Navigating the Holidays with Infertility: A Guide to Thriving

Navigating the Holidays with Infertility

The holidays can be full of mixed emotions and complicated feelings, especially when you are struggling to build your family.

Triggers can pop up when you least expect it: cards and Instagram posts of kids on Santa’s lap, gatherings with awkward questions about your family plans, and many more. You are not alone if part of you is dreading the next few weeks. You can still enjoy the holidays, but it’s a good idea to find support and build resilience with self-care strategies to help you thrive through the season. In this post, we’ll review four key steps to help you navigate the holidays with infertility.

Step 1: Make Choices to Support YOU

Recognize the emotional roller coaster ride of struggling with family-building during a time of year where families are highlighted everywhere you look. Plan for the right coping strategy for YOU this holiday season. Try open and honest conversations with loved ones about your feelings and needs. This includes setting your own boundaries for what YOU want to talk about—not simply reacting to the topics that other people bring up casually. Find a healthy outlet for your emotions such as journaling, mindfulness, stress management, or professional help through therapy and support groups. Actively acknowledging the feelings and stress that infertility can bring AND working on tools to express and manage the emotions can truly make this holiday season better for you.

Step 2: Mental Health Before Gatherings

Plan for holiday events and family gatherings where you will likely face some of the strongest triggers for your personal situation. Events can be full of awkward family-building questions and unexpected pregnancy announcements that can knock you over with anxiety. First, realize that for many people, asking about your plans for having a baby or adding to your family feels natural—they may be truly curious, or they are searching for something to ask and family-building can feel like small talk for many. Next, have a plan for a response—options include avoiding the question, changing the subject, or being honest and open—it’s your choice. Part of coping can be avoiding social gatherings when it’s just too painful. Declining an invite or staying for a short time can be the best decision for you. Let go of guilt or worry about social obligations and put your mental health and needs first.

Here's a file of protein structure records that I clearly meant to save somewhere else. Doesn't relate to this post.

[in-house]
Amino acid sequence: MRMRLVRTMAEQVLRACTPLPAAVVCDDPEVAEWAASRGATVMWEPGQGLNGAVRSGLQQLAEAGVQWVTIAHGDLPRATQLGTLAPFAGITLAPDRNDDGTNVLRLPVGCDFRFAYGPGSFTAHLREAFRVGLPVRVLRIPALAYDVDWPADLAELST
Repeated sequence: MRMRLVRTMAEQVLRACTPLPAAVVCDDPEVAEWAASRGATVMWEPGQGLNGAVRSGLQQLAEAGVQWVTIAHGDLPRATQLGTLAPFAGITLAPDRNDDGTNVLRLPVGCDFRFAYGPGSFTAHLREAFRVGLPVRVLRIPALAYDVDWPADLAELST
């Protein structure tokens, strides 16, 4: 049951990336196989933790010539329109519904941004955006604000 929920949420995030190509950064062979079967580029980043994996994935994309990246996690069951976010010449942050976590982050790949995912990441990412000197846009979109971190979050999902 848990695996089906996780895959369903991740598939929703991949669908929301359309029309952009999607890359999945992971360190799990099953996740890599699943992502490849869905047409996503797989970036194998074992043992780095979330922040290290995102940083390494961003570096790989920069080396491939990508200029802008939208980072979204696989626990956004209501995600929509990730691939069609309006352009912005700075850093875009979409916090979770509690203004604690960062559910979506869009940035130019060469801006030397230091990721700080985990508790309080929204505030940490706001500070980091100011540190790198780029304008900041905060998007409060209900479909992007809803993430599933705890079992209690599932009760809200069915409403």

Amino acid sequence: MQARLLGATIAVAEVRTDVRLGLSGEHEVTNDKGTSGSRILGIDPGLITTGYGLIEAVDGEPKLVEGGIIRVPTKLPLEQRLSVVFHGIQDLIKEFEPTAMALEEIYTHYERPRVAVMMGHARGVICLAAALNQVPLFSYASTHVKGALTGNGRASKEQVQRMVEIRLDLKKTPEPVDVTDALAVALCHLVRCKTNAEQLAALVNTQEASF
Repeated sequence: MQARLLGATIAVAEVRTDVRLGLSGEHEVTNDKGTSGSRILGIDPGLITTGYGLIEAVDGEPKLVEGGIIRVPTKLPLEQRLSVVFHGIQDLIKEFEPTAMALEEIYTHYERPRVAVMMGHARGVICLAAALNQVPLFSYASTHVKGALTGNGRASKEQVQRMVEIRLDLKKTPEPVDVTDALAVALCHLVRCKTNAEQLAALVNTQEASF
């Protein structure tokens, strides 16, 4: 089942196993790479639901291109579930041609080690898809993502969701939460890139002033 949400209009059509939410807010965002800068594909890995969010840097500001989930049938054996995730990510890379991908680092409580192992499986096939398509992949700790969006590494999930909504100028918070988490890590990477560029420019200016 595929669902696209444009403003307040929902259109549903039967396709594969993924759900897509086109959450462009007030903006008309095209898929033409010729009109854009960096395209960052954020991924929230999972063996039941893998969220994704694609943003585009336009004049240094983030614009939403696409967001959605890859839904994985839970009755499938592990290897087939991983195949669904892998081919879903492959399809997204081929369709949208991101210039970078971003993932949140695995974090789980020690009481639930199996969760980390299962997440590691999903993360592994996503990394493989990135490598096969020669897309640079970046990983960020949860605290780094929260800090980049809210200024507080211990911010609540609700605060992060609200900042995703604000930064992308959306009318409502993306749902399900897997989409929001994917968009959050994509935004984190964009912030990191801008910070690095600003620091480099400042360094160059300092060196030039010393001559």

Step 3: Energy, Mood, Emotions

Actively take care of your physical health. Making time for sleep, exercise, and healthy nutrition will give you the energy to be able to focus on your mental and emotional wellness. The holidays can be full of overindulging with drink, sweets, late nights—enjoy responsibly and do what’s right for you, but pay attention to how you’re feeling. Check in with yourself every day on your energy level, mood, emotions—too much drinking, overeating, and lack of sleep can impair your ability to focus on your stress management tools and overall wellness.

Step 4: You Are Not Alone

Find support because you are not in this alone. Infertility can feel isolating—especially when it feels like everyone else is celebrating the holidays with their family and you want nothing more. One in six couples struggles with infertility; one in four pregnancies ends in miscarriage. Struggling with family-building is more common than we often realize, and finding a community to connect with and support you on your journey is essential. If you have family and friends with whom you can share, that’s wonderful, but for many family expectations can be an extra burden. If you have a partner, that person can be there for you but shouldn’t be your only source of comfort. You may be able to find support within your own community, church, fertility practice, or online. See, a nonprofit, patient-led support community online. Connecting with others with shared experiences can help you feel less isolated and more supported any time of the year.


Holidays are joyous yet tough on many levels. Recognize the unique emotions that the holidays with infertility can bring, find coping strategies that work for you, plan for triggers like holiday events, and build your support network. This holiday season give yourself the gift of support and compassion as you work toward building your family.

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Dr. Lora Shahine

Changemakers - Shahine

Dr. Lora Shahine, reproductive endocrinologist at Pacific NW Fertility and clinical faculty at the University of Washington in Seattle, completed her fellowship in reproductive endocrinology at Stanford University and residency in obstetrics and gynecology at the University of California in San Francisco. She is dedicated to educating and advocating for increased awareness of infertility, miscarriage, and the impact on environmental toxins on health through an active social media presence, teaching, clinical research, her books including best-selling, Not Broken: An Approachable Guide to Miscarriage and Recurrent Pregnancy Loss, and her podcast, Baby or Bust. Find her at and on Instagram, YouTube, TikTok, and Twitter.

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